The bookstore chain Borders announced that it is filing for Chapter 11 bankruptcy protection. It will be closing about one third of its bookstores.

Shrinking sales and rising debt have both played huge roles in the book giant’s decision. It is the second largest book store in the United States, following Barnes & Noble. The bankruptcy filing is expected to provide the company with an opportunity to undergo a complete overhaul.

Digital books and online stores have played another role in the closing of Borders.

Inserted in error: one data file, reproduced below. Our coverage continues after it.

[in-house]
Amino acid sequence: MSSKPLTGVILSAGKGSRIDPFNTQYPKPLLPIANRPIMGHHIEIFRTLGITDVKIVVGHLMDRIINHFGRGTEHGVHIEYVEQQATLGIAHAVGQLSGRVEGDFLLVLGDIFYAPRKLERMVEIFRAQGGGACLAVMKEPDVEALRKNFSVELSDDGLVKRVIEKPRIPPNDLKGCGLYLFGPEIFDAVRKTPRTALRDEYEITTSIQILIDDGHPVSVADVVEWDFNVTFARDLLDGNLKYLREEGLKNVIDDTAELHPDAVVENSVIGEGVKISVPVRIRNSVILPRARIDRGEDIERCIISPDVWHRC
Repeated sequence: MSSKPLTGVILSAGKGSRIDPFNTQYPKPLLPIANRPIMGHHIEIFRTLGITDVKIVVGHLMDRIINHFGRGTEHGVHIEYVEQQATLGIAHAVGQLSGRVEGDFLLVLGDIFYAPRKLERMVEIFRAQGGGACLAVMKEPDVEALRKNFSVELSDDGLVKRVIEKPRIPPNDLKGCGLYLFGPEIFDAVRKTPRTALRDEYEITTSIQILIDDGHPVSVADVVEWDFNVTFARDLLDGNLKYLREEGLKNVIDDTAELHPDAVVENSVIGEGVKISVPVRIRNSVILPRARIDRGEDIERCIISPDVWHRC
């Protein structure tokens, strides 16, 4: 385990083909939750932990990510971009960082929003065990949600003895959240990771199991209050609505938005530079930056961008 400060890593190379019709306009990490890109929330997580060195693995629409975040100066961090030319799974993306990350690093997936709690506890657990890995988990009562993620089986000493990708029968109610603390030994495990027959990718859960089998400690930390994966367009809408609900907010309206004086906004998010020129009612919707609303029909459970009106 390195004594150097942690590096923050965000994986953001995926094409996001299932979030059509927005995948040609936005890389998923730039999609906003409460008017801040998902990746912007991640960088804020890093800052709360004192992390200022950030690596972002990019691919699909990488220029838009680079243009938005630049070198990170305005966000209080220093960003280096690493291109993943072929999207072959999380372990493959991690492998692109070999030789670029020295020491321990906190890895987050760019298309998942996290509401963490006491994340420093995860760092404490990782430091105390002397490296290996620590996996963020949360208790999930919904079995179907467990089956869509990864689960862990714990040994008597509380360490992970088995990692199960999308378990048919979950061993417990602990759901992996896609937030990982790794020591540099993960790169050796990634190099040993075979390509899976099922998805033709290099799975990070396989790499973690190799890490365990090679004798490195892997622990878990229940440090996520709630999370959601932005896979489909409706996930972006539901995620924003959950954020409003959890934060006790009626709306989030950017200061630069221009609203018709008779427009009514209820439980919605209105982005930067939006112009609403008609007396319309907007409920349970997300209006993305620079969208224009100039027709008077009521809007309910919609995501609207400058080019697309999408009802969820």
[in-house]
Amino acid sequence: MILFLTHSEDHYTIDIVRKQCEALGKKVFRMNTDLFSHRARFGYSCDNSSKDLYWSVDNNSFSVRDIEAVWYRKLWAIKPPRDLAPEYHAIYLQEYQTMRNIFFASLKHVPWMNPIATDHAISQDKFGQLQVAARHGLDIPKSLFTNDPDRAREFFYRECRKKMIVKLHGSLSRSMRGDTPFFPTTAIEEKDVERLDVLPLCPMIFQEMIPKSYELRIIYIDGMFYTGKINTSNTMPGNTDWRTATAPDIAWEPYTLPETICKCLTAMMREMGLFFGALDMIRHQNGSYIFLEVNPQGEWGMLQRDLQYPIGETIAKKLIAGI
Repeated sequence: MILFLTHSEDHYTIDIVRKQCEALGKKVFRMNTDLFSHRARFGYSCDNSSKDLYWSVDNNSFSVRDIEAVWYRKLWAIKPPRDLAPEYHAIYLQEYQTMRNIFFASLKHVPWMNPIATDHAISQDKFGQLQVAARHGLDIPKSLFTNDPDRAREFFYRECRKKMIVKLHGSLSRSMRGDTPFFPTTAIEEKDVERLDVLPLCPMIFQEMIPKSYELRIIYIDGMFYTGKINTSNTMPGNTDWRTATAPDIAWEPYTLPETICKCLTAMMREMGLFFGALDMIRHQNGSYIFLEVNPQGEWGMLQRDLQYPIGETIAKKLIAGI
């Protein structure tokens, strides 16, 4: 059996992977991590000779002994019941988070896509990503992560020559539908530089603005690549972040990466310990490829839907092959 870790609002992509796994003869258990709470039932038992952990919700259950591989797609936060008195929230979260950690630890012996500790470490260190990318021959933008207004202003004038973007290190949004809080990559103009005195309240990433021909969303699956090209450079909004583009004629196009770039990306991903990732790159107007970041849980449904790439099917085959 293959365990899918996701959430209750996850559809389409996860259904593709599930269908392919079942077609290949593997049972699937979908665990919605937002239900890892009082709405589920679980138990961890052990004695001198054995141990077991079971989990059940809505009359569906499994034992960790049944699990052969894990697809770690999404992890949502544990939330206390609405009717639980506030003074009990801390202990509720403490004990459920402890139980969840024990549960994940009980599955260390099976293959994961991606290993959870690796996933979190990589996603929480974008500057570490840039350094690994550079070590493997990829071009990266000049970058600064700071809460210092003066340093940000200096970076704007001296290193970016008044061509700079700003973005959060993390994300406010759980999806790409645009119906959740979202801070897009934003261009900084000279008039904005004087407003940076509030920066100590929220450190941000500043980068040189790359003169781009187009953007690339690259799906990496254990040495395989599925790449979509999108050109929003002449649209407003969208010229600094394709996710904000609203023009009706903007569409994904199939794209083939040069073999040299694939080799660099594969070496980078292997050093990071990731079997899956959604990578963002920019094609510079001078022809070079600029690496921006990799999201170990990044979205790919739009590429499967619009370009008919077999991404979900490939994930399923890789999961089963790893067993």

Experts are not sure of the chance of survival for Borders, considering the growth of rival Barnes & Noble, online retailers like Apple Inc. and Amazon.com, and discount sellers like Wal-Mart and Costco, who provide the same bestsellers for a lower price.

According to Mike Edward, president of Borders, the company “does not have the capital resources it needs to be a viable competitor.” By filing for bankruptcy they will be able to manage debt and still operate a limited number of franchise locations.

According to the documents filed at the U.S. Bankruptcy Court, Borders owned $1.28 billion in assets and $1.29 billion in liabilities at the end of 2010.

6,000 jobs are speculated to be affected by this bankruptcy filing.